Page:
7 Things you need to know for a Court appearance.
if you are on a summons, and the charge is returnable to that date. You should make sure that you are there in person, whether or not you have legal representation. Some judges take it as disrespect to the court they are sitting in if the person is not there to answer the charge.
Dress as you would for an interview:
As in a job interview this is the first time you will meet the Judge and you want to make a good impression. People make impressions on what they see with their own eyes. So dress appropriately and make your first impression a lasting one.
Take the Oath:
Whether you’re a Christian or some other religion you are required to swear or affirm the evidence that you’re going to give. Make sure you stand straight up and look like it means something to you. No slouching and no hand in pocket or chewing gum. All these factors reduce your credibility and the evidence you give.
Address only the judge:
Watch how professional witnesses such as guards give their evidence to the court. They are focused on the Judge and nobody else. People worry about what to call the judge, but in most cases prefacing the words you’re giving with Judge is sufficient especially in the District Court.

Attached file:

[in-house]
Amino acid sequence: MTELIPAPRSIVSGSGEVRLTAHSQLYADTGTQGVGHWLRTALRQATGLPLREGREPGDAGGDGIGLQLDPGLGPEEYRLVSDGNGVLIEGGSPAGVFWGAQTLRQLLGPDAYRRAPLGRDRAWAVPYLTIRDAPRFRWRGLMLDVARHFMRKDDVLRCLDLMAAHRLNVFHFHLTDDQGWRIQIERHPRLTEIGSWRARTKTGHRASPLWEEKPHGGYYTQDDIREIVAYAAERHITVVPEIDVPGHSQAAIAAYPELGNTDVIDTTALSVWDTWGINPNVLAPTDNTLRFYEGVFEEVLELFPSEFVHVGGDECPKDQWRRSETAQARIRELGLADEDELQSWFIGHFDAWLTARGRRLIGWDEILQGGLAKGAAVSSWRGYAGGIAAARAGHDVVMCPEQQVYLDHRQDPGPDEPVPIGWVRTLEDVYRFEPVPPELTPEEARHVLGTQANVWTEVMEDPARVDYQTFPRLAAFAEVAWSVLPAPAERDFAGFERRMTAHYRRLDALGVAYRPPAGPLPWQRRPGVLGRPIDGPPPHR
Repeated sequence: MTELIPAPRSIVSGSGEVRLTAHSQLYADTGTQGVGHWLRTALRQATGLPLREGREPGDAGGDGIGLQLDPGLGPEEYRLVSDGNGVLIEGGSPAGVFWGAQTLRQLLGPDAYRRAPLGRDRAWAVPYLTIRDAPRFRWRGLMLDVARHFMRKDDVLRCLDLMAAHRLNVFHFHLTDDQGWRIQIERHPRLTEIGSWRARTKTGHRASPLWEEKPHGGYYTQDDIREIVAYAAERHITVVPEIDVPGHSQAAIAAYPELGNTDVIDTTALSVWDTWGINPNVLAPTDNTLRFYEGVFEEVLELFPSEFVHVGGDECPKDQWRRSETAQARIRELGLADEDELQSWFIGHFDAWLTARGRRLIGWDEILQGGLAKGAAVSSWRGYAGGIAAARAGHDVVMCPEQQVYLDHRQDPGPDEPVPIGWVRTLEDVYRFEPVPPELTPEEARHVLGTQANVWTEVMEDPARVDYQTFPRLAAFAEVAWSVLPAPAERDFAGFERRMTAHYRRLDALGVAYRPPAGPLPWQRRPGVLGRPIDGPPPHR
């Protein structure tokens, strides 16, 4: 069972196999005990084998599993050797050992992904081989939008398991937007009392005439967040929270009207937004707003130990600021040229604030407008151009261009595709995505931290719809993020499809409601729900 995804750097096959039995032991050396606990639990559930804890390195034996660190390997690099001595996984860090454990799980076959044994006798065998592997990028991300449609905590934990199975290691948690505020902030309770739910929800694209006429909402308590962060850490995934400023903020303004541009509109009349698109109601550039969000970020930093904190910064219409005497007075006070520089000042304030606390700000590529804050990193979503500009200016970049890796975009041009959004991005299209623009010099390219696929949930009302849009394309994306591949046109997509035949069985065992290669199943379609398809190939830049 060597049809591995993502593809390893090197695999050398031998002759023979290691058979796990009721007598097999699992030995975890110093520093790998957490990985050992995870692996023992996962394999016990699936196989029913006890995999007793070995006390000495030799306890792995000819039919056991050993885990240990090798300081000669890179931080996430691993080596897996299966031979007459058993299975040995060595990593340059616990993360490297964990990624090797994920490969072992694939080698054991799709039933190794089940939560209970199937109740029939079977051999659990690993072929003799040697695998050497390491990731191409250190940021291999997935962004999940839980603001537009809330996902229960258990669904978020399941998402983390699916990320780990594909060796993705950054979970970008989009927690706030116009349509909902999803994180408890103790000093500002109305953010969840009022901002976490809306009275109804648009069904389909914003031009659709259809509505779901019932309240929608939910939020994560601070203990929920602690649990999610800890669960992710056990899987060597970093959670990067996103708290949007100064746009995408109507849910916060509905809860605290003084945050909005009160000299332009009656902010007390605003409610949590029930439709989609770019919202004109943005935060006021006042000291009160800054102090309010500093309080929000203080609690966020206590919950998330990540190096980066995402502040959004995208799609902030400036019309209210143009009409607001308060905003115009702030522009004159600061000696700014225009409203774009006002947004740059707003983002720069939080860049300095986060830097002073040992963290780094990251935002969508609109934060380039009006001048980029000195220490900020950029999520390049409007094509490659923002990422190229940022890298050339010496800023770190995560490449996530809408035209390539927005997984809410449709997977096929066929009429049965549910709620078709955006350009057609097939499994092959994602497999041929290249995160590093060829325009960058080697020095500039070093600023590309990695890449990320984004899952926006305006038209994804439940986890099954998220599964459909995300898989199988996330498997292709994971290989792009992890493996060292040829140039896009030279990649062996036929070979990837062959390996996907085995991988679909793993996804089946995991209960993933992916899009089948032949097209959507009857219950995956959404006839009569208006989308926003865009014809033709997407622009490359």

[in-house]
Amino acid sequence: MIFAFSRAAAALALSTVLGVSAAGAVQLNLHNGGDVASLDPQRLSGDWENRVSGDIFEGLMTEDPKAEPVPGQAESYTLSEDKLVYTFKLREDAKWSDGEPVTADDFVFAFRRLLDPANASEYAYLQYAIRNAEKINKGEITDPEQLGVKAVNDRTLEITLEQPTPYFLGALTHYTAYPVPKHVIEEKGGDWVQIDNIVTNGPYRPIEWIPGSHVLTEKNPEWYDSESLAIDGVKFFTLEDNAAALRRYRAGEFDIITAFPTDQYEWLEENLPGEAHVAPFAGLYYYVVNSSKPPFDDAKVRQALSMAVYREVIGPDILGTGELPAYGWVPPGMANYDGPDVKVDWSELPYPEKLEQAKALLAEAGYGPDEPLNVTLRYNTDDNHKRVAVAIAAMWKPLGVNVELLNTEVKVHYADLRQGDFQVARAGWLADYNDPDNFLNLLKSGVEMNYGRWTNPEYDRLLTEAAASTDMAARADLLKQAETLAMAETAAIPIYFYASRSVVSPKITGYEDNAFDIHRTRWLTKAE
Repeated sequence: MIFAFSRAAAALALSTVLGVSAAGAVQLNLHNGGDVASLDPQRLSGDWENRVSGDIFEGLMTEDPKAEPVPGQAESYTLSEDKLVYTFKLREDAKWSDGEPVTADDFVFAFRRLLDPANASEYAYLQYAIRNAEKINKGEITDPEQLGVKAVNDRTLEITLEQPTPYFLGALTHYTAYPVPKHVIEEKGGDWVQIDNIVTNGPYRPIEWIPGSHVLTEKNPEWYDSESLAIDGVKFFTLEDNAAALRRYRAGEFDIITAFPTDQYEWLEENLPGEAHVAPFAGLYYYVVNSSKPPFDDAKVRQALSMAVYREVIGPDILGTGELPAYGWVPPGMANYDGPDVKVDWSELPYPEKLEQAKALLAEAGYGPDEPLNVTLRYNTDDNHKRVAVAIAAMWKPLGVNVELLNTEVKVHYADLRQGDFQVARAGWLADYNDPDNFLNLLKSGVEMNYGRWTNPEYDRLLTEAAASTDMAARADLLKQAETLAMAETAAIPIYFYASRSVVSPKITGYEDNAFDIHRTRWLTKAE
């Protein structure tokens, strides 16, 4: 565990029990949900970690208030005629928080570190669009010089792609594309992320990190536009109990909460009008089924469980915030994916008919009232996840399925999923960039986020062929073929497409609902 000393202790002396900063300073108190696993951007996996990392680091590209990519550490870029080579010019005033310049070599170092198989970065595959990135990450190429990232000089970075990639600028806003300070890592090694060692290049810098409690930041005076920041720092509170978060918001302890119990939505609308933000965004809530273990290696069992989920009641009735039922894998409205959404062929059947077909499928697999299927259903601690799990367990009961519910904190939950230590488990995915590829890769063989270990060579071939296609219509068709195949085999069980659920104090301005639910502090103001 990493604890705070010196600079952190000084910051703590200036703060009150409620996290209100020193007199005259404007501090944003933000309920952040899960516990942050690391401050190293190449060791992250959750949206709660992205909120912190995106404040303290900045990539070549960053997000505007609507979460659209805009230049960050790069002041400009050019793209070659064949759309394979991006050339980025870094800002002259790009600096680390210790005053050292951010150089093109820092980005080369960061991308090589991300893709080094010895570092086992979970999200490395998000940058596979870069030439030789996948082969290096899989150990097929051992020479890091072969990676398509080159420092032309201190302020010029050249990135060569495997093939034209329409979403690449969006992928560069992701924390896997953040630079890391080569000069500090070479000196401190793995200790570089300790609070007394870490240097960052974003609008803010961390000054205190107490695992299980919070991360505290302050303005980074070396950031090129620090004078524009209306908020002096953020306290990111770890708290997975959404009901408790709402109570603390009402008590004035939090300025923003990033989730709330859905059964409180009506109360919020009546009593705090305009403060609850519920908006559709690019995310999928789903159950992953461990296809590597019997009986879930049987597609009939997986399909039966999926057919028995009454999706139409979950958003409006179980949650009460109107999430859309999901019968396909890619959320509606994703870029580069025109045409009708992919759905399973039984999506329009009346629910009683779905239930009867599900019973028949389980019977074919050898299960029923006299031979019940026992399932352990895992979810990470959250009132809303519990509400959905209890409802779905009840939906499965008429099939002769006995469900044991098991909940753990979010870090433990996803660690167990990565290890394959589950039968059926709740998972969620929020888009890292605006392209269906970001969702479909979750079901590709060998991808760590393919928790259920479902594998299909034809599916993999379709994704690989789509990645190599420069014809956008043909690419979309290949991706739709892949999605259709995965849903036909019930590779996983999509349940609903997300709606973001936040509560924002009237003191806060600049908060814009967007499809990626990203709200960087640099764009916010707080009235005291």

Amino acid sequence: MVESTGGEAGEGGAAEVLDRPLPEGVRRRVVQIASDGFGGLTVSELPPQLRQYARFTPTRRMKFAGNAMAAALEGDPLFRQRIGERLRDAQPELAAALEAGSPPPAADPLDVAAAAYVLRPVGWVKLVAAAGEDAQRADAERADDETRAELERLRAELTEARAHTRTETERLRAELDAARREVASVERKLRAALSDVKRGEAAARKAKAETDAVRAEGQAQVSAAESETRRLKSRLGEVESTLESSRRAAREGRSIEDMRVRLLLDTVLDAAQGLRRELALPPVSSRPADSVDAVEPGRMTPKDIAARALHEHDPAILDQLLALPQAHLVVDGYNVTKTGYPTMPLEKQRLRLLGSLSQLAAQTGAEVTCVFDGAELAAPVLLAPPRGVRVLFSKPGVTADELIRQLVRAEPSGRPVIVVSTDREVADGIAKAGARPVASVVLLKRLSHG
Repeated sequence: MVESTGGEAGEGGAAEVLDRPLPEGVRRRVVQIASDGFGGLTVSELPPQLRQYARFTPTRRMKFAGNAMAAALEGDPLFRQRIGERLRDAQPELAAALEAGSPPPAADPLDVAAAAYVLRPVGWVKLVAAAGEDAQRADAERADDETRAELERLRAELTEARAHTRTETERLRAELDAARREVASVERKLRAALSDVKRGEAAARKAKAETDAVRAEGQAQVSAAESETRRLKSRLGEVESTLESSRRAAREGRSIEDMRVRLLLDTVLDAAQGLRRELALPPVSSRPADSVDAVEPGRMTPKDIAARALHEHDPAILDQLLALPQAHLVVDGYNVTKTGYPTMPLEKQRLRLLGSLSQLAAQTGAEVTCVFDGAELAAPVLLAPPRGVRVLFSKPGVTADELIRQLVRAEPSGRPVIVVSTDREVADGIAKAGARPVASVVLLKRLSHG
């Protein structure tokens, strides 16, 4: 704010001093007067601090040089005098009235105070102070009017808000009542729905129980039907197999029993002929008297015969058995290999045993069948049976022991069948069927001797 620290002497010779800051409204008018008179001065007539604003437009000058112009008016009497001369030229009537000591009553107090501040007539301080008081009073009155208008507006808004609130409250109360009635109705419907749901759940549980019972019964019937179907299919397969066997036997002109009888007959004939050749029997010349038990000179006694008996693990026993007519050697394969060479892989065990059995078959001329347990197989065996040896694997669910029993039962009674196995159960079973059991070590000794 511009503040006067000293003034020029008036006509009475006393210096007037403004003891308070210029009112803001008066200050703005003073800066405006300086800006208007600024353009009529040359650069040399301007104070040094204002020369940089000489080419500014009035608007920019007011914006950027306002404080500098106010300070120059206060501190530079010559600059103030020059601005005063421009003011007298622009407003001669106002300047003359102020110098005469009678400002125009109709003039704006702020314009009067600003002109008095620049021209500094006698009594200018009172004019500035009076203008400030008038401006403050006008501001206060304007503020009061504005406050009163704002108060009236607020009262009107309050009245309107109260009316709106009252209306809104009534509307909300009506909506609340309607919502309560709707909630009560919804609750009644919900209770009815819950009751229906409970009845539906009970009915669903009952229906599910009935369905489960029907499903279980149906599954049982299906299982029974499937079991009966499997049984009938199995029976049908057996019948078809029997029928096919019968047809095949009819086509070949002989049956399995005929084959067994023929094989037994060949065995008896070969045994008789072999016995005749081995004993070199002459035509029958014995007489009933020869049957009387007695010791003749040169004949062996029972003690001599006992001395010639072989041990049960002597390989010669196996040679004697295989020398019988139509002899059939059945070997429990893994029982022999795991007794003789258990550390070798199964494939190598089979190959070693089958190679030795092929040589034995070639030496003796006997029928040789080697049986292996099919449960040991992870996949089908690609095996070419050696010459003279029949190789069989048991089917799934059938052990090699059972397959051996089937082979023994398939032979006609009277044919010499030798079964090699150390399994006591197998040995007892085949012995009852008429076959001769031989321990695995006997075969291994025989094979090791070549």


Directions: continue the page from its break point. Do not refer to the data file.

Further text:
Get copies of any statements you gave to the guards in advance of any hearing:
You are entitled to these and your solicitor will need them to see what statement if any you made relating to the charge. The court will generally adjourn the first listing of the case to allow the statements pass over to the accused or his legal representative.
Ensure you understand what is said about you:
If you can not hear or do not understand what is said, be sure to tell the Judge and ask for an explanation especially if English is not your native language.
If you receive a summons it is your civic duty to attend on the date listed. You may be challenged by legal advisers for an accused even though you were chosen at random from the jury list. If you have other pressing business, you should advise the sitting judge, and they will decide whether you can be excused or not.
Nothing in this note shall constitute legal advice and is not a substitute for consultation with a qualified legal adviser in relation to your legal rights and responsibilities.